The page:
The 2013 St. Patrick's Day Festival ordinance is now law. The Savannah City Council gave its stamp of approval late Thursday afternoon.
Wristbands sales are now back for at least for this year to help control underage drinking. The festival committee decided to expand the controlled entertainment zone, which will open up more of downtown to the many festival goers.
But businesses are concerned about the $5 bracelets and where that money goes.
At the same time, the entertatinment zone - no longer just a river street thing - will now include City Market, Ellis Squaire and Congress Street.
The expanded, controlled entertainment zone for 2013 runs from River Street to Broughton Street and includes Congress Street, Martin Luther King Jr. Boulevard, Drayton Street, a strip of East Broad and East Bay Street.
With the expanded zone comes rules - no coolers and no dogs.
"From a public safety perspective, it will help us control coolers, bicycles, dogs, exotic animals, firecrackers - all the things we've had issues within the past," said Marty Johnston of the city of Savannah.
Johnston said they're putting 40 bands all over downtown on various stages on River Street and City Market.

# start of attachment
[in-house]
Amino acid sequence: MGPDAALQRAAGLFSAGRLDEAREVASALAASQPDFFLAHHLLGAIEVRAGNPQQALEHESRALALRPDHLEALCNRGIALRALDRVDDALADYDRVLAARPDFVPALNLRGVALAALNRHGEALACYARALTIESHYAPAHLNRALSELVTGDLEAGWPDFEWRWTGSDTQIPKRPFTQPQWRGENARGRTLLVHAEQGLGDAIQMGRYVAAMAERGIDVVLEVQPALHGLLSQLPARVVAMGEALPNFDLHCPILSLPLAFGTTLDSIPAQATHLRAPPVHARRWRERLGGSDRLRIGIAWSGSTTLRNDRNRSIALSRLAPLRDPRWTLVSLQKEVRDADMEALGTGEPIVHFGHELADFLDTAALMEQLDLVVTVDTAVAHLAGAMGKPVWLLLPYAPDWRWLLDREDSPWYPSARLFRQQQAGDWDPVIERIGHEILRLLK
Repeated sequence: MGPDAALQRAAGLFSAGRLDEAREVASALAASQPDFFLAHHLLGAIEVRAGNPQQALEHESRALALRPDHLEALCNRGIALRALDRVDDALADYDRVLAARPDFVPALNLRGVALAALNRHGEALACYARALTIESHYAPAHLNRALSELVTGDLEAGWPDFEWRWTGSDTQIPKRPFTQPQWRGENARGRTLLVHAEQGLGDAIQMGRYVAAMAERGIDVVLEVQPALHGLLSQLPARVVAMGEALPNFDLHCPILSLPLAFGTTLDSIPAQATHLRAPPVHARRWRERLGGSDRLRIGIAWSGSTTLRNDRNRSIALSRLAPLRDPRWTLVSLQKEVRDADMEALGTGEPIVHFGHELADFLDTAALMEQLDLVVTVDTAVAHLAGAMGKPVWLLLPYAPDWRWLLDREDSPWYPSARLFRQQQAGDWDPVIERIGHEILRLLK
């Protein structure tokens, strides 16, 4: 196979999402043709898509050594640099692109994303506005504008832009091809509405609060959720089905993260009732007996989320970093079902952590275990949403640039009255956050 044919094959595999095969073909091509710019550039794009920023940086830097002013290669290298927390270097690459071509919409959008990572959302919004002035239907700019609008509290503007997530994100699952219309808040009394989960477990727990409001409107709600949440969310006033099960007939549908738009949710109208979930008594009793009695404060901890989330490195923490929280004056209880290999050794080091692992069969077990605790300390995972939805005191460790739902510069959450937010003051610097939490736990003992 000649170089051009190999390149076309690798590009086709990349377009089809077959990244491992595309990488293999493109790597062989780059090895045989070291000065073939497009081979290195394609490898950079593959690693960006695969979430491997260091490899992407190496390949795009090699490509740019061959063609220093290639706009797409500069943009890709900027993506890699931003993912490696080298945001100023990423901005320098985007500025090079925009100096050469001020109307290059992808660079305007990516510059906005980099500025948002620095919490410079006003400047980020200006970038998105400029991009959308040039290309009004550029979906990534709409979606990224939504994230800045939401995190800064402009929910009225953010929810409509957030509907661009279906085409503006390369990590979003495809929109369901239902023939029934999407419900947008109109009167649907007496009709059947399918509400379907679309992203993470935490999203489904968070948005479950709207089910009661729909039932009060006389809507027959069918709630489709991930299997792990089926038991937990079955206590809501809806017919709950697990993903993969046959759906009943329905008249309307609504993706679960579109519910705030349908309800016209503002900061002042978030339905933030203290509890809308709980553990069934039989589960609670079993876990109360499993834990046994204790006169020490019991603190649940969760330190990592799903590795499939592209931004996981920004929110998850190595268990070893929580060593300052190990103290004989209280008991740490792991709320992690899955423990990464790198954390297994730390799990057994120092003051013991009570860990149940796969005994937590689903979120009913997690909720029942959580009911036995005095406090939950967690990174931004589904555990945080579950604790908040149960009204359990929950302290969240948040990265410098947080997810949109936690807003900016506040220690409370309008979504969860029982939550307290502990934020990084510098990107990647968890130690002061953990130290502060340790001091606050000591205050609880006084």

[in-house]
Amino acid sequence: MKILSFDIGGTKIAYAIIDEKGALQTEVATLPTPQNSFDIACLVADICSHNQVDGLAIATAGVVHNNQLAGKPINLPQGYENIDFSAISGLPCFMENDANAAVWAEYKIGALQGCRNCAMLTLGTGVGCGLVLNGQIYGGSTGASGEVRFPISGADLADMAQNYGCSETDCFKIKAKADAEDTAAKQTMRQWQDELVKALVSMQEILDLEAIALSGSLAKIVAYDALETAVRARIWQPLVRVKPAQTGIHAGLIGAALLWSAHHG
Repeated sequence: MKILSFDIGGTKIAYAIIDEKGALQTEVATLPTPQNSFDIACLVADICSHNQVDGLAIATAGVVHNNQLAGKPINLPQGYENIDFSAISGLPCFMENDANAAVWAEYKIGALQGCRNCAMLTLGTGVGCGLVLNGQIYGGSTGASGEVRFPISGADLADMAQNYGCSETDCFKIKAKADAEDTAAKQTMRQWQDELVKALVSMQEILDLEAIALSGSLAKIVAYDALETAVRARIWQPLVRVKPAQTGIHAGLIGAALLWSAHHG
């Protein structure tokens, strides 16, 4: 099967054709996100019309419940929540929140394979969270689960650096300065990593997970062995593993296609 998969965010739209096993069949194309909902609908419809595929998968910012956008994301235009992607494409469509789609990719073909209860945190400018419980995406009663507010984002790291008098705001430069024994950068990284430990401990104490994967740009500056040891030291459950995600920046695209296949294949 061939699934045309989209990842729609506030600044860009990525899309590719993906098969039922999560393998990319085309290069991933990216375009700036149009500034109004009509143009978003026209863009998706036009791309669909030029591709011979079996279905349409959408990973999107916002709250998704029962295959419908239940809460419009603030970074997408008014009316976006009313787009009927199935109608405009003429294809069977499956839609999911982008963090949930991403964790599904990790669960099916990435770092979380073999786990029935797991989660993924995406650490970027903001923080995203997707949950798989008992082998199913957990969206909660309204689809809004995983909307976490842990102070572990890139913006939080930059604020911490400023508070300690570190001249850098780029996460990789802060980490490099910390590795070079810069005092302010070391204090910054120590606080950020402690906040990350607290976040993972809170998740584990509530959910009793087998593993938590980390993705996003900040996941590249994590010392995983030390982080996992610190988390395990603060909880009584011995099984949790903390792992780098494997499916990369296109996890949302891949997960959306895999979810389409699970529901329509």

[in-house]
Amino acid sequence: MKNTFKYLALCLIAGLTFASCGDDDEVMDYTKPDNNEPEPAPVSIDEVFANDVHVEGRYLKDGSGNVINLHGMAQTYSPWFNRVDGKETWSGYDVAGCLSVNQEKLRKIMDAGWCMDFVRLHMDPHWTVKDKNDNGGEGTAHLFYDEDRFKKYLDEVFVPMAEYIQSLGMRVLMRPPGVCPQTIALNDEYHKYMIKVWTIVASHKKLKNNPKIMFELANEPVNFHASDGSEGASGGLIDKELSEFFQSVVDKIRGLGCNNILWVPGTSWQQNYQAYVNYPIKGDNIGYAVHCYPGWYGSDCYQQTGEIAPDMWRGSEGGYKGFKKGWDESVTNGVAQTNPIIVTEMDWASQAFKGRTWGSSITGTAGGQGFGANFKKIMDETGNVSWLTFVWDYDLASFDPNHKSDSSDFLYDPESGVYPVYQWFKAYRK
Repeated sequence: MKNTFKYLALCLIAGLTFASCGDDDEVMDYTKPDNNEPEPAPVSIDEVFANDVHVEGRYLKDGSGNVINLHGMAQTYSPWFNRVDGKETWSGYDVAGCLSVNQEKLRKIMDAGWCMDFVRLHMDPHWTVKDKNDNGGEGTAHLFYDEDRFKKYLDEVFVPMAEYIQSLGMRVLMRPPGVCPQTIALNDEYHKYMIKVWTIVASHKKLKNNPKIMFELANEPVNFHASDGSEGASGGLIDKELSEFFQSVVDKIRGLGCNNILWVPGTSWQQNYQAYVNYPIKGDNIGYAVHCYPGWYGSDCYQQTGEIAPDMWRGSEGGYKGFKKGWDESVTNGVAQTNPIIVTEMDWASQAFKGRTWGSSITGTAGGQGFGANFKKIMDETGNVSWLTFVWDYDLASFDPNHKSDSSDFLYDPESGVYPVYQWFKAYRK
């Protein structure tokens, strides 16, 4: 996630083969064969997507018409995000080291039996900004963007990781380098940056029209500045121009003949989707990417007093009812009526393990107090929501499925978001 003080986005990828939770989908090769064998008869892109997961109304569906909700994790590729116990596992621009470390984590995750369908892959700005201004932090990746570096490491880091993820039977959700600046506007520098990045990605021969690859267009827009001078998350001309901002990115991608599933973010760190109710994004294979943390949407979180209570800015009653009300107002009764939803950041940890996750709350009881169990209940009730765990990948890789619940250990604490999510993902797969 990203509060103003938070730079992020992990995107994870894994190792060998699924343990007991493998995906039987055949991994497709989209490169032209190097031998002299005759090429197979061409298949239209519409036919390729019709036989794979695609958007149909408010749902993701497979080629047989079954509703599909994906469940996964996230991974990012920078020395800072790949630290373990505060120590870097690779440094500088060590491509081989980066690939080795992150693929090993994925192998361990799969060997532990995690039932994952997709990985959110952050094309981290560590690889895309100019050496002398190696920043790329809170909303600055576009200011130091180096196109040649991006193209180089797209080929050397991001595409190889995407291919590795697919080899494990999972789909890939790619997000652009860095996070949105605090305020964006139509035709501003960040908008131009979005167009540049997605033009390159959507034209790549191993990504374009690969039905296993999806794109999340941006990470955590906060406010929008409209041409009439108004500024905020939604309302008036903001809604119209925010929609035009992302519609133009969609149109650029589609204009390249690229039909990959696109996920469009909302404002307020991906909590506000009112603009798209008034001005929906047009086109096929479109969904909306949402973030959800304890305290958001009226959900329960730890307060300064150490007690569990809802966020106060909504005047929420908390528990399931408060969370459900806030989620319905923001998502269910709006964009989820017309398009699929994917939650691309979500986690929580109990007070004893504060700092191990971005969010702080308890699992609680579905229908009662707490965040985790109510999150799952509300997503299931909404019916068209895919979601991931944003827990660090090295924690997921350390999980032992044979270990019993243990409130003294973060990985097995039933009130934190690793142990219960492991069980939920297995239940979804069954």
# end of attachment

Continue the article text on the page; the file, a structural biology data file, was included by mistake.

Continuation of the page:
Savannah-Chatham Metro Police Chief Willie Lovett said he is optimistic about how this will work out - specifically with the implementation of the wristband policy.
Those who want to drink in public in that zone will need to buy the wristband. The breakdown of the wristband sales are as follows: $1 goes to the city of Savannah the other $4 goes into a fund shared by the riverfront, the Downtown Business Association and City Market.
Businesses such as the Rail Pub said they were kind of forced to be part of the controlled entertainment zone and aren't sure what the benefits are for them.
"We're going to be helping make money for City Market and River Street. Meanwhile, this square in front of me has never had a band play in it and we never even had Port-O-Lets over here," said Melissa Swanson of the Rail Pub.
The Downtown Business Association is assuring downtown businesses that this is a good thing for them.
"Without this zoning ordinance passed, there would be no funding mechanism to put these events on. This is going to be able to fund the things we need. This is going to give the businesses extra protection as far as security. This is going to be a funding mechanism to put on quality festivals, entertainment and more port-o-potties. This probably is one of the most prolific things done in Savannah in the last decade," said Ruel Joyner, Downtown Business Association.
Businesses do not have to enforce the bracelets or sell the bracelets. Police of been instructed to be very lenient in leading people who are drinking in public without a bracelet to where they have to go in some cases they may have to tell them to dump their drinks.
The festival hours are from 8 a.m. to 3 a.m. March 15 and from 5 p.m. to 3 a.m. on March 16.
So on the day of the St. Patrick's Day Parade, people can be in City Market and River Street and in other places and drink in public in a to-go cup.
But once 5 p.m. hits, that's when the ordinance goes into effect and you have to have a bracelet.